A promise for a “major review” of tertiary education funding - Hidden in the Conservatives’ manifesto it says "To ensure that further, technical and higher education institutions are treated fairly, we will also launch a major review of funding across tertiary education as a whole, looking at how we can ensure that students get access to financial support that offers value for money, is available across different routes and encourages the development of the skills we need as a country.”

It seems unlikely that these funding reviews would result in the adoption of a similar position to Labour but the very existence of these commitments shows that there is no longer much confidence in the current system.

Ask universities and independent schools to help run state schools - If universities want to charge maximum tuition fees, they will be required to "become involved" in academy sponsorship or the founding of free schools. With a pledge to “Open at least 100 new free schools a year” it’s not unreasonable to conclude that many of these will be expected to be delivered through new school-university collaborations.

Considering that just over half of universities are currently involved in such measures, any future development of this policy must involve close consultation with universities and schools, consider local needs, and be based on evidence of what good school-university collaboration looks like.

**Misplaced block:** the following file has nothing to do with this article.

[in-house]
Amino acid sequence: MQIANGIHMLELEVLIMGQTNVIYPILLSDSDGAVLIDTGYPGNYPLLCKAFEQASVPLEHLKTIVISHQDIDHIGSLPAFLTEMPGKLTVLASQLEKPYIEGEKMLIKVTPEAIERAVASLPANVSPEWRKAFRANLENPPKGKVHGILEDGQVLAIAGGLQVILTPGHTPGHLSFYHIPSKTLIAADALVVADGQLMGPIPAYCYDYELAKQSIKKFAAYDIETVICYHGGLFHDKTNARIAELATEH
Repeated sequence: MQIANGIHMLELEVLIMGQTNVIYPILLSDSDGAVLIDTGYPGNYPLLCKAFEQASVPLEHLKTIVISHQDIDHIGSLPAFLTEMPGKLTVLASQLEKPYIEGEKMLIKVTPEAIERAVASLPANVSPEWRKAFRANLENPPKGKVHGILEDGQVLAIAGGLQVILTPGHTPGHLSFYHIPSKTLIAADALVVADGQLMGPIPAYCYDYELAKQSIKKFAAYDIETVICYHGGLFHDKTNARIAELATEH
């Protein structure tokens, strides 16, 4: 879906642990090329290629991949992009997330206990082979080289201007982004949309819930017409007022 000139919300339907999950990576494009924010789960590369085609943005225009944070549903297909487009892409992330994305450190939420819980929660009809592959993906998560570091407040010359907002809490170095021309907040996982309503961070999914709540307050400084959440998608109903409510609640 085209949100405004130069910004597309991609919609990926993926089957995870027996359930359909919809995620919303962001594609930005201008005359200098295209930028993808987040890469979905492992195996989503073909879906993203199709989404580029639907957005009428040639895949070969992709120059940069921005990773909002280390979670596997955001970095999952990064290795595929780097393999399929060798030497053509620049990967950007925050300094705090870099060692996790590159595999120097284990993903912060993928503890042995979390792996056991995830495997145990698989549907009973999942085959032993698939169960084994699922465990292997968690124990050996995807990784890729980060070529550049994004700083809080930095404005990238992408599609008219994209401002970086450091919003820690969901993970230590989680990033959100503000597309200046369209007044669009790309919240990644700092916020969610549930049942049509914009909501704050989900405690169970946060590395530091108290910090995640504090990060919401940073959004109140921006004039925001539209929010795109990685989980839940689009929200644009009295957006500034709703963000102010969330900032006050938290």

Throughout the manifesto there is a clear commitment to encourage the world to study in the UK - Universities should seize this as an opportunity to drive an ambitious expansion of government-backed international marketing campaigns to promote the UK as the best destination in the world to study. University leaders need to work with politicians to communicate a welcoming and consistent message to international students. The challenge for universities lies in making the case that they are the solution to the questions being asked.

However, the pledge to keep international students in net migration targets, tougher requirements for student visas and tighter rules on allowing them to stay and work is a painful double whammy for universities. It's important to ensure the focus remains on visa compliance rather than any move to deny qualified international students access to UK universities.